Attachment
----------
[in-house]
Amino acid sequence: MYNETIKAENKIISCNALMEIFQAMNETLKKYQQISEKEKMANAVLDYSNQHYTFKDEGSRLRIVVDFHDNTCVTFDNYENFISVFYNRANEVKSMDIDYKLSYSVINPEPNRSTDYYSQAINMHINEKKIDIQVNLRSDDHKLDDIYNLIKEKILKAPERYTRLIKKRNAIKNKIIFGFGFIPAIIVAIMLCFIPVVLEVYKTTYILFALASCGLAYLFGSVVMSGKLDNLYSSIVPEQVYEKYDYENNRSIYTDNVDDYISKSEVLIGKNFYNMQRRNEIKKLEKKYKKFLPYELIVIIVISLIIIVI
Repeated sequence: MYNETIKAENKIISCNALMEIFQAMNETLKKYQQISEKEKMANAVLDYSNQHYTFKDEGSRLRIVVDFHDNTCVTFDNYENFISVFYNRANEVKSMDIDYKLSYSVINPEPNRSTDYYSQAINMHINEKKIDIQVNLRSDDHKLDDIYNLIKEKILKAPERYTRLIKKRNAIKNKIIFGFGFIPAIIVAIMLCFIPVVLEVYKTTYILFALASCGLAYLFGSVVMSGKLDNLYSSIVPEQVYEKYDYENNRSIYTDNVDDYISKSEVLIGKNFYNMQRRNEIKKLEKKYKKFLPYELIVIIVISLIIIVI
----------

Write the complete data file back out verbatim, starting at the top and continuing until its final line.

[in-house]
Amino acid sequence: MYNETIKAENKIISCNALMEIFQAMNETLKKYQQISEKEKMANAVLDYSNQHYTFKDEGSRLRIVVDFHDNTCVTFDNYENFISVFYNRANEVKSMDIDYKLSYSVINPEPNRSTDYYSQAINMHINEKKIDIQVNLRSDDHKLDDIYNLIKEKILKAPERYTRLIKKRNAIKNKIIFGFGFIPAIIVAIMLCFIPVVLEVYKTTYILFALASCGLAYLFGSVVMSGKLDNLYSSIVPEQVYEKYDYENNRSIYTDNVDDYISKSEVLIGKNFYNMQRRNEIKKLEKKYKKFLPYELIVIIVISLIIIVI
Repeated sequence: MYNETIKAENKIISCNALMEIFQAMNETLKKYQQISEKEKMANAVLDYSNQHYTFKDEGSRLRIVVDFHDNTCVTFDNYENFISVFYNRANEVKSMDIDYKLSYSVINPEPNRSTDYYSQAINMHINEKKIDIQVNLRSDDHKLDDIYNLIKEKILKAPERYTRLIKKRNAIKNKIIFGFGFIPAIIVAIMLCFIPVVLEVYKTTYILFALASCGLAYLFGSVVMSGKLDNLYSSIVPEQVYEKYDYENNRSIYTDNVDDYISKSEVLIGKNFYNMQRRNEIKKLEKKYKKFLPYELIVIIVISLIIIVI